So, I guess a simple way of asking my question is: Paradoxes rise from a illusory self seeking to see through itself. but they don’t arise from a body mind (or even an illusory self) seeking to understand oneness, consciousness, the universe, etc. I assume we have to see through the self to realize the rest, but why do so many seem to ignore the rest? Continue reading
Truth Reality Bhavagam (God)
Bhrigu said, ‘Truth is Brahma; Truth is Penance; it is Truth that creates all creatures. It is by Truth that the whole universe is upheld; and it is with the aid of Truth that one goes to heaven. Untruth is only another form of Darkness. It is Darkness that leads downwards. Those who are afflicted by Darkness and covered by it fail to behold the lighted regions of heaven. It has been said that Heaven is light and that Hell is Darkness.
Mahabharata Santi Parva Section CXC
‘Reality’ is a metaphysical concept or notion (which thus combines reason and intuition. As a concept, it purports to refer to something which is actually existing and is not just verbal (that is, it exists outside its verbal expression). Continue reading
X. Belief is not the same as knowledge or understanding. Concepts and ideas are not reality itself – they are pointers to reality (a ‘finger pointing at the moon’); they are things of the mind to begin with, but it is un-logical to think or say that any one of them has, or can have, no contact with reality – directly or indirectly.
Y. We never really grasp what these teachings are talking about except in our conditioned mind. Continue reading
. The truth is the whole (Hegel)
.Consciousness is the whole of reality (advaita).
. Causation, space, and time are unreal (advaita).
. The microcosm is a reflection of the macrocosm – ‘As above so below’. Hermetism.
. If the doors of perception were cleansed, everything would appear to man as it is, infinite (William Blake).
. The kingdom of the Father is spread out upon the earth, and men do not see it. (Jesus).
. People forget the reality of the illusory world. (Huang Po).
. There is neither birth nor dissolution; nor aspirant to liberation nor liberated nor anyone in bondage. That is the ultimate truth. (Gaudapada). Continue reading
(Read Part 13 of the series.)
Pragmatism and William James to Linguistic Analysis and Wittgenstein
Developed originally in America, and to some extent in rebellion against the metaphysical theories current in Europe at the time (especially Idealism), Pragmatism is effectively a method for determining the worth of philosophical problems and their proposed solutions. What was thought to matter was not all of the intellectual speculation and theorising usually associated with philosophising but the practical worth at the end of the day. Is a theory actually of any use to us in our day to day life? Will it make any difference to me if I follow it or am even aware of its existence? The word ‘pragmatic’ has now passed into everyday usage as referring to an approach that actually works.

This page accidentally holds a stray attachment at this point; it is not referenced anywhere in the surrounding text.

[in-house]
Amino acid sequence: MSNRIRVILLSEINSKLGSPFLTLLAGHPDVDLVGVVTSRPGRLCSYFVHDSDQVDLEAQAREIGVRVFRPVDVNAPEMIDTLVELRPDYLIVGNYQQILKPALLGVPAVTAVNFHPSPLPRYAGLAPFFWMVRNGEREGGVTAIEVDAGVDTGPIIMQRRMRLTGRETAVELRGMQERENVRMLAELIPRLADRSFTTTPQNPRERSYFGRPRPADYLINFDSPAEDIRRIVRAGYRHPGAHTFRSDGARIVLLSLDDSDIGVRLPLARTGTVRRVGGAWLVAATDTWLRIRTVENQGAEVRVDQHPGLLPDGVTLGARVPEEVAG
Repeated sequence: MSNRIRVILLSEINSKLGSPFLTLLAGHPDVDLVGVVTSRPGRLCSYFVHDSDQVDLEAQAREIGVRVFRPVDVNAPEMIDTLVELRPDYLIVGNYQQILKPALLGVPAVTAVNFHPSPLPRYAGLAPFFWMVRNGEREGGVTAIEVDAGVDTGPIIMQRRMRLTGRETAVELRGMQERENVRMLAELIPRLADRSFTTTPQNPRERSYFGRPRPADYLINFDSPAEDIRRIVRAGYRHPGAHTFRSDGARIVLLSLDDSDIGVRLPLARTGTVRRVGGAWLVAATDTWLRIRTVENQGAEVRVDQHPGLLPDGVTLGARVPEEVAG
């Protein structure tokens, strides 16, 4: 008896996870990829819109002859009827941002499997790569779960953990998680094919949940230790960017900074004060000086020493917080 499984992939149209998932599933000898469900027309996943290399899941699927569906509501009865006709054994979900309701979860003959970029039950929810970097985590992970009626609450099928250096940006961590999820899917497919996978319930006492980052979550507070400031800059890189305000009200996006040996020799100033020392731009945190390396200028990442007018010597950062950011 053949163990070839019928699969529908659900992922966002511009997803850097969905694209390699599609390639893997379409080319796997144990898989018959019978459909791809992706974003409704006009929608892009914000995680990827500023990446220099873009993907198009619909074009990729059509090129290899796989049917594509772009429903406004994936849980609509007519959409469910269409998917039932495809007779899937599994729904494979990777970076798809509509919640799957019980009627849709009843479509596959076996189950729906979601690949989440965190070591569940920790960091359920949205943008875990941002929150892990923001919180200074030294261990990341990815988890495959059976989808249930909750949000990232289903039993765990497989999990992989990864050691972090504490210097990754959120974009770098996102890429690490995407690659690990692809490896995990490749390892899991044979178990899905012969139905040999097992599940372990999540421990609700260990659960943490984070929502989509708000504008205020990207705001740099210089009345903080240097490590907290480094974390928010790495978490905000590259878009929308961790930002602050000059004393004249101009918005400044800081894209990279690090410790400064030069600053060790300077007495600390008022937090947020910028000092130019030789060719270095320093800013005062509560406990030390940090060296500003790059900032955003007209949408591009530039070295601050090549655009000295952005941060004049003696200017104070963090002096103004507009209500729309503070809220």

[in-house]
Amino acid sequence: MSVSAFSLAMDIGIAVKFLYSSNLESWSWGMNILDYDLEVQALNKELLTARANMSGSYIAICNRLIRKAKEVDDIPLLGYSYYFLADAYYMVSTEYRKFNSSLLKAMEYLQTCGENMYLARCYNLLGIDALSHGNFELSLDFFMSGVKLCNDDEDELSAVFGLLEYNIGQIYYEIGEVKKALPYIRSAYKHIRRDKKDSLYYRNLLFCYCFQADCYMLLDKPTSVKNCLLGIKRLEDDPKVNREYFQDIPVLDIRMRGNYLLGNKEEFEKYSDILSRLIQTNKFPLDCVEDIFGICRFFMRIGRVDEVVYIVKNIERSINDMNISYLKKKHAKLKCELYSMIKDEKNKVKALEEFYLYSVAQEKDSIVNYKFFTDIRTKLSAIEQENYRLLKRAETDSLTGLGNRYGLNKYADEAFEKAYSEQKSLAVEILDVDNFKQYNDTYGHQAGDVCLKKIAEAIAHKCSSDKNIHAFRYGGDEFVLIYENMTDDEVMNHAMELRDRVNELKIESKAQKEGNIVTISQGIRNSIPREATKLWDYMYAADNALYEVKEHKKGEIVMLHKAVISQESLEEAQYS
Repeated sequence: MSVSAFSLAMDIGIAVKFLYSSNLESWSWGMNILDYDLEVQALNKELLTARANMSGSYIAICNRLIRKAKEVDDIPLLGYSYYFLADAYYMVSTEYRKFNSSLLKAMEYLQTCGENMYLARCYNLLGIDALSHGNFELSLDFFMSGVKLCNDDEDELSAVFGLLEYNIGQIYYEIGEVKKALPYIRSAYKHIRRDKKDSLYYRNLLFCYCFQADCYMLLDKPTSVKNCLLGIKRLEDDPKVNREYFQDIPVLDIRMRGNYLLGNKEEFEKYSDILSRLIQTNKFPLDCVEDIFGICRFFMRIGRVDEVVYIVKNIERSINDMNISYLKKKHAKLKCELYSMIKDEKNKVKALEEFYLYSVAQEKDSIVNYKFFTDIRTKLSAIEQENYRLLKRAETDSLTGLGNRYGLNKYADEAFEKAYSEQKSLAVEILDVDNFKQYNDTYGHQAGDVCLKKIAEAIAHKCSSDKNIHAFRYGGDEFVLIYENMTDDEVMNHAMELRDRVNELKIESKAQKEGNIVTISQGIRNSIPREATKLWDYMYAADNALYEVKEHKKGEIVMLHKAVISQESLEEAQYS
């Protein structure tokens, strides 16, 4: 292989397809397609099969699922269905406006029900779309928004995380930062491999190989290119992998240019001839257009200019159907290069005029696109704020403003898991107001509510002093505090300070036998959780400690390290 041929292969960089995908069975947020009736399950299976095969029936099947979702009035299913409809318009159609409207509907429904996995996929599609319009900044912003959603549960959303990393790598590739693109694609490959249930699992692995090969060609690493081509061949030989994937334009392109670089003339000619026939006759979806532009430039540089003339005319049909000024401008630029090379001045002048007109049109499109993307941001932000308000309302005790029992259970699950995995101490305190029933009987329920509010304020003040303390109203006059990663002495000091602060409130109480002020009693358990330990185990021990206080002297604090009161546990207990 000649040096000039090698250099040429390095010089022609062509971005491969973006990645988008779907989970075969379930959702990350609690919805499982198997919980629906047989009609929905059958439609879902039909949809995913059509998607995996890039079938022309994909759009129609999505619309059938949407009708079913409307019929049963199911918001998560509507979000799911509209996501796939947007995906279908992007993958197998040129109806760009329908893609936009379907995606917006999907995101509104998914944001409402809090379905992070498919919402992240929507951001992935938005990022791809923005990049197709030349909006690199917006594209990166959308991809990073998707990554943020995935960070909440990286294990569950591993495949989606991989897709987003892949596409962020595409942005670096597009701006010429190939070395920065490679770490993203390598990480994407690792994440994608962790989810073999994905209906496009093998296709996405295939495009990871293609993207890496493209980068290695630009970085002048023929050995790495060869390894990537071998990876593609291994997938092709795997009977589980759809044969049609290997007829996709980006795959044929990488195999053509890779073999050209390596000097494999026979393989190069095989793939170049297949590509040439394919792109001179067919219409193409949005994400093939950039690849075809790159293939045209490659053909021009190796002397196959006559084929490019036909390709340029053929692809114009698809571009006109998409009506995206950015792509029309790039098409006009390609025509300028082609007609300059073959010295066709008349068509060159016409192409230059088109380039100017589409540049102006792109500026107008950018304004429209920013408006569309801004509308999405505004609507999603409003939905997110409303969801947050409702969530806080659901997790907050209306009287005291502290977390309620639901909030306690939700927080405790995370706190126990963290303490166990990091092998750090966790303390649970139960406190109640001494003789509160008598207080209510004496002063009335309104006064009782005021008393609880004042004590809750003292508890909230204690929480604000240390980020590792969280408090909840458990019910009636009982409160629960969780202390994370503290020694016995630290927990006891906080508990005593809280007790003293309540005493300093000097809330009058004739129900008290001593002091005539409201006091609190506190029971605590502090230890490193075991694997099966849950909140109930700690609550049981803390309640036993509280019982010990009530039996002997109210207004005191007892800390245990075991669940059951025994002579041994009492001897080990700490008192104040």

The original ideas were developed by C. S. Peirce, who saw himself as following up the system devised by Kant. He thought the only purpose in philosophising to begin with was in order to solve problems that we actually encounter. We should then use the scientific method to enquire into the problem, drawing up hypotheses, experiments to test them and so on. Once we have an answer that gets us over the original problem we should simply stop there. A proposition is ‘true’ if everyone who investigates sufficiently thoroughly comes to the same conclusion. Continue reading
[“Universe” is defined as “all existing matter and space considered as a whole”.
There are conscious beings within this universe.
They are part of the universe.
Therefore, the universe is conscious (with its consciousness manifesting in specific places such as the brain of a conscious being).]
LW. No. You are essentially asking whether or not we can disprove the existence of a pantheistic god.
We can not disprove that possibility. However; we can take a look at the logic that underlies your supposition. Continue reading
in the Vision of Advaita Vedānta
by Wolfgang P., firstname.lastname@example.org
Read Part 2 of this article
Consciousness is limitless, anantam
What is ‘everything that is experienced’? It is the empirical universe, the world, jagat, which consists of everything we experience. Every object or content of consciousness is jagat, and this jagat is mithyā, depending upon sat-cit for its existence. Not only the gross objects, but also the subtle ones, like emotions, thoughts, concepts and so forth. There is literally no limitation to the possible contents of consciousness. Even when you say, “I found something that cannot be an object of consciousness” you have proven yourself wrong at the very instance, since this ‘something’ has to be already a content of consciousness to make the claim in the first place.
Is consciousness limited space-wise or time-wise? If yes, consciousness would be an object within space and time, having a certain location, a certain spatial and temporal expansion. But this is not the case. Consciousness is not an object within space and time. It is the other way round: Space and time are experienced in consciousness, so they are also mithyā. Furthermore, sat-cit is not limited spatially. Consequently, there cannot be two of them, otherwise they would have a spatial border. Therefore, sat-cit can only be one. If we apply this reasoning to time, the same applies. As time is mithyā to sat-cit, sat-cit cannot be dependent upon time. Hence, sat-cit is beyond time, which means it is uncreated, ajāti, and eternal. Continue reading